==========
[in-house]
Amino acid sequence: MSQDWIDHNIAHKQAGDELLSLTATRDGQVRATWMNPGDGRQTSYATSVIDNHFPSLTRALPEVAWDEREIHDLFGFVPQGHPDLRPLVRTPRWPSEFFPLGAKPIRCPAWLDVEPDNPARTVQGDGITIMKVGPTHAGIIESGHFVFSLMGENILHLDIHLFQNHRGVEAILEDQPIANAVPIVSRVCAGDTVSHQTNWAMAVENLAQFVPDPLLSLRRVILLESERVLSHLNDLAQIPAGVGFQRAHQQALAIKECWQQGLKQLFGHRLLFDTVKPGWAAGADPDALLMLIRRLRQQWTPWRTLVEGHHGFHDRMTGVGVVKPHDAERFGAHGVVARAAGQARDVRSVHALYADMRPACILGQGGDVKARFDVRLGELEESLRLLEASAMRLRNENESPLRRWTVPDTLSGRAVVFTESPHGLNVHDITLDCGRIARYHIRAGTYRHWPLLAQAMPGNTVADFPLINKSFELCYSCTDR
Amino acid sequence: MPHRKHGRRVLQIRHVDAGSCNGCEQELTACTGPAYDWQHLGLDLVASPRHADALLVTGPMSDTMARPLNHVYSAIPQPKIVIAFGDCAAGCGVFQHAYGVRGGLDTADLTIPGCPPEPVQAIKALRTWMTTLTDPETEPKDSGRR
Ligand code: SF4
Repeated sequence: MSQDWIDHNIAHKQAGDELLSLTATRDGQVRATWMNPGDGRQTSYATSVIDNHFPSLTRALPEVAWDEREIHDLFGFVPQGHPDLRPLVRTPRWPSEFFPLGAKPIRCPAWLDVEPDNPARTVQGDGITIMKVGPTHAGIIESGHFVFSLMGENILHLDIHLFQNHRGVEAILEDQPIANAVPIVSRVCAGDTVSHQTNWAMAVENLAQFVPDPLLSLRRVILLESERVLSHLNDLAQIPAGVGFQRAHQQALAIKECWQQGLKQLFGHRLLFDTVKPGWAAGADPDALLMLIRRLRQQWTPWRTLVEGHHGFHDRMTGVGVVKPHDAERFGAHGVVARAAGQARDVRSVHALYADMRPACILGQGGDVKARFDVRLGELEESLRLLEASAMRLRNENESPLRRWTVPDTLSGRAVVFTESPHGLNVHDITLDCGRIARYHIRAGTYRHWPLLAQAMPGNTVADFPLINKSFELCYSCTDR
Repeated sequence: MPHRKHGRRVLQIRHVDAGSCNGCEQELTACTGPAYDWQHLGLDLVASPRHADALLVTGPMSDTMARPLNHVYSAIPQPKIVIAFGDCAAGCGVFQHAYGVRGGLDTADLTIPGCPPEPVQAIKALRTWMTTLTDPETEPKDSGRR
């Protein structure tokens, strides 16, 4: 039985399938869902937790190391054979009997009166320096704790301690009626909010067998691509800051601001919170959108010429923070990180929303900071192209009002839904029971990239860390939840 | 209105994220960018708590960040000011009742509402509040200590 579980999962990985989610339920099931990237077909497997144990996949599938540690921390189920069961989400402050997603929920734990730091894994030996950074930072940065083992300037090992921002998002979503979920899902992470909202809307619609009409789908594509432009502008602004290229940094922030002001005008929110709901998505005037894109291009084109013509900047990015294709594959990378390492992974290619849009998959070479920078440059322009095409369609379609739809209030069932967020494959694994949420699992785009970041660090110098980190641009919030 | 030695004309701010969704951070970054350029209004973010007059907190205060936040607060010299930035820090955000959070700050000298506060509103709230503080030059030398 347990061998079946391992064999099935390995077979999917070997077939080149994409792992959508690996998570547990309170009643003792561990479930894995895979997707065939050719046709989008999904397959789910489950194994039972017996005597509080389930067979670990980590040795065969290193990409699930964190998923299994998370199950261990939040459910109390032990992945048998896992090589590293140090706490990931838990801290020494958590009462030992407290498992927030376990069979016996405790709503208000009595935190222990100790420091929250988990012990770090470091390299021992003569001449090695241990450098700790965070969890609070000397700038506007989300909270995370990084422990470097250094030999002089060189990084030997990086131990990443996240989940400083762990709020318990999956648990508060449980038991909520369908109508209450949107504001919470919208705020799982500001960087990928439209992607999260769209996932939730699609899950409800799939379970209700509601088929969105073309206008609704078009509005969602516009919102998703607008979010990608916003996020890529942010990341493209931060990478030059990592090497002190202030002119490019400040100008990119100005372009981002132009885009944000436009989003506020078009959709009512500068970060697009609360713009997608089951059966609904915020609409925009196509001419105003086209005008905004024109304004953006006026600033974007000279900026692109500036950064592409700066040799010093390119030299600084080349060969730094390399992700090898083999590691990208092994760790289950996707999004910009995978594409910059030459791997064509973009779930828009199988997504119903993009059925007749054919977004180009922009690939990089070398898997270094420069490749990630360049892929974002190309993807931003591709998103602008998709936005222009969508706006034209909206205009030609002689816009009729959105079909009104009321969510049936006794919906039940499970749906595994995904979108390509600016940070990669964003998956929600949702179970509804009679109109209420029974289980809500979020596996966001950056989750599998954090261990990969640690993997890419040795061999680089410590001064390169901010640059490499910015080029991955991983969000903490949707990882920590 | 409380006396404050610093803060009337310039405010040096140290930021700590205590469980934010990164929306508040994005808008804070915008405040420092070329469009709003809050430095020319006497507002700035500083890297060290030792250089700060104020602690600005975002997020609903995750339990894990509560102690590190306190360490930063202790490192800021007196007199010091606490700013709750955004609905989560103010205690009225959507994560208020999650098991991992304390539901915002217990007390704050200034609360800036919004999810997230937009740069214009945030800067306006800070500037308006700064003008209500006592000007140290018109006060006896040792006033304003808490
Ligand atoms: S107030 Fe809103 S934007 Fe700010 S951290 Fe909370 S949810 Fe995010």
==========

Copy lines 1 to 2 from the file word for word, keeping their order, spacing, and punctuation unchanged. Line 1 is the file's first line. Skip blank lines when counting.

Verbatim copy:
[in-house]
Amino acid sequence: MSQDWIDHNIAHKQAGDELLSLTATRDGQVRATWMNPGDGRQTSYATSVIDNHFPSLTRALPEVAWDEREIHDLFGFVPQGHPDLRPLVRTPRWPSEFFPLGAKPIRCPAWLDVEPDNPARTVQGDGITIMKVGPTHAGIIESGHFVFSLMGENILHLDIHLFQNHRGVEAILEDQPIANAVPIVSRVCAGDTVSHQTNWAMAVENLAQFVPDPLLSLRRVILLESERVLSHLNDLAQIPAGVGFQRAHQQALAIKECWQQGLKQLFGHRLLFDTVKPGWAAGADPDALLMLIRRLRQQWTPWRTLVEGHHGFHDRMTGVGVVKPHDAERFGAHGVVARAAGQARDVRSVHALYADMRPACILGQGGDVKARFDVRLGELEESLRLLEASAMRLRNENESPLRRWTVPDTLSGRAVVFTESPHGLNVHDITLDCGRIARYHIRAGTYRHWPLLAQAMPGNTVADFPLINKSFELCYSCTDR